1. John,

    You need to read the end of the letter more carefully regarding other materials that contain "violations such as those described above."

    Also, FDA's 2009 Good Reprint Practices guidance does not apply (likely), not because FDA cited a carrier, but because the reprint and reprint carrier in question relate to claims regarding an approved use, otherwise the company would not have generated promotional material (a reprint carrier) for the reprint (and promoted an unapproved new use). FDA's guidance relates to the dissimination of information regarding new intended uses or unapproved new uses of approved drugs.

    Also, you can't violate a guidance. You can fail to follow it and consequently violate a law or regulation to which the guidance relates.

    Just clarifying. I know your passion for clarity.

    Finally, coverage of these issues always seems carry a presumption that the FDA was correct in their assessment, which may or may not be correct, depending on the facts, which are known at this time only to the company and to FDA.

    John Murray

  2. John,

    Thanks for the clarification.

    Are drug companies completely free to disseminate reprints -- even those that relate to approved use -- to docs via sales reps? or at medical meeting display booths? Do docs need to make a request first?

    This is another issue I would like clarification on.

  3. John,

    It depends who you ask, but no one in their right minds would would say companies are completely free to disseminate reprints. FDA undoubtedly would claim its broadest possible discretion to cite companies for misbranding their drugs by disseminating reprints (and they have). If sales reps are proactively disseminating a reprint FDA will claim that labeling regulations apply, unless you are following the Good Reprint Practices guidance. However, GRP applies to reprints for unapproved uses.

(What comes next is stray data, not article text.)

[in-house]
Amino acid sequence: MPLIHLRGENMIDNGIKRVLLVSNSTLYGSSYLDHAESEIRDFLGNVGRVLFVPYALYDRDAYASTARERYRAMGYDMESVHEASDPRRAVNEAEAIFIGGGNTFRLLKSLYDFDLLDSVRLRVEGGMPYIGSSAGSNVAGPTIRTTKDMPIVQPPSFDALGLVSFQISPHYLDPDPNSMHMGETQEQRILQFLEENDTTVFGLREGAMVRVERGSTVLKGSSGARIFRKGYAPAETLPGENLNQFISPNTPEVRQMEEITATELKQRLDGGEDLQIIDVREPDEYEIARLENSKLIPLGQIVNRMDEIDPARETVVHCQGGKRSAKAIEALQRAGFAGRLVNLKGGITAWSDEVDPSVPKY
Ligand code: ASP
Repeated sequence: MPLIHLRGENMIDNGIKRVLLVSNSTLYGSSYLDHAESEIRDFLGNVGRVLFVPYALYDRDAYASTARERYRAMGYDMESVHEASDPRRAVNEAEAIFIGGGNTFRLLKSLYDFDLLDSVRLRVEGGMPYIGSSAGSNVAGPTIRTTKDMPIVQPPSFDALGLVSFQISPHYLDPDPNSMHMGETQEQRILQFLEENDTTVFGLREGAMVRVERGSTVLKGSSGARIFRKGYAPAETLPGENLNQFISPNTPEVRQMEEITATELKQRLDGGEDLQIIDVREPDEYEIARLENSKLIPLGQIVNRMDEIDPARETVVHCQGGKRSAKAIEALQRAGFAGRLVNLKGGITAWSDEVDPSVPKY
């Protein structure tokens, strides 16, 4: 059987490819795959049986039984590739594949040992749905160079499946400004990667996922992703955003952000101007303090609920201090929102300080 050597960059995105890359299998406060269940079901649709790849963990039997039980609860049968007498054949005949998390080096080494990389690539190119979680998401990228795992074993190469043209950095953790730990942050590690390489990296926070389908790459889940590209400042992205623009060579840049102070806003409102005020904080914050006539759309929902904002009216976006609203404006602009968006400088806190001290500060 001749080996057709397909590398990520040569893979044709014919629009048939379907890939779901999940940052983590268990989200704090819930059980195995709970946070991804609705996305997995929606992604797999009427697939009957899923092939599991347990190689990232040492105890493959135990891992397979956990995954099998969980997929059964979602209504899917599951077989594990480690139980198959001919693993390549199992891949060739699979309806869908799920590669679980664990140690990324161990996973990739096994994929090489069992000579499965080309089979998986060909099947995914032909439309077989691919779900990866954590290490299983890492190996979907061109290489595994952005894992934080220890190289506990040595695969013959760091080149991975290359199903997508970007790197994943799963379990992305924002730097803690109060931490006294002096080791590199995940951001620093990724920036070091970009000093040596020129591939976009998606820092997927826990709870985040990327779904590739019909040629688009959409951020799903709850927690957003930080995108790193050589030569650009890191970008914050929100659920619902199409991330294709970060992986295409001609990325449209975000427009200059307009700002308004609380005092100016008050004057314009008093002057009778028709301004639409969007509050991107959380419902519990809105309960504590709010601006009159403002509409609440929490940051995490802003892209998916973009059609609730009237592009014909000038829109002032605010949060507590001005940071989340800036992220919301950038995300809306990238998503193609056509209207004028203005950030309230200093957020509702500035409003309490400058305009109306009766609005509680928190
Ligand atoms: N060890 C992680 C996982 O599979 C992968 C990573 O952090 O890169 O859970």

For reprints regarding approved uses FDA has its labeling regulations and the Food Drug and Cosmetic Act itself to rely on, in which case, it applies typical requirements related to any other promotional material. It's somewhat irrational, because by virtue of FDA's guidance, on-label (promotional) reprints actually have to adhere to higher substantiation standards. I'm sure that is not what is intended, but that's where the logic leads.

    If reprints are disseminated in response to bona fide unsolicited requests (e.g. at a convention), FDA does not assert its authority to regulate it as promotion. In this case the company does not submit it on a 2253 because it does not constitute "promotional material." There are lots of other caveats to this though.

    Other than that, there are lots of other nuanced perspectives depending on one's view of the U.S. Constitution, the Washington Legal Foundation case in the late 90s and other things. Discussion on this issue could go on forever. FDA regulation of reprints has an extraordinarily colorful history (kind of the way social media is shaping up).

    John Murray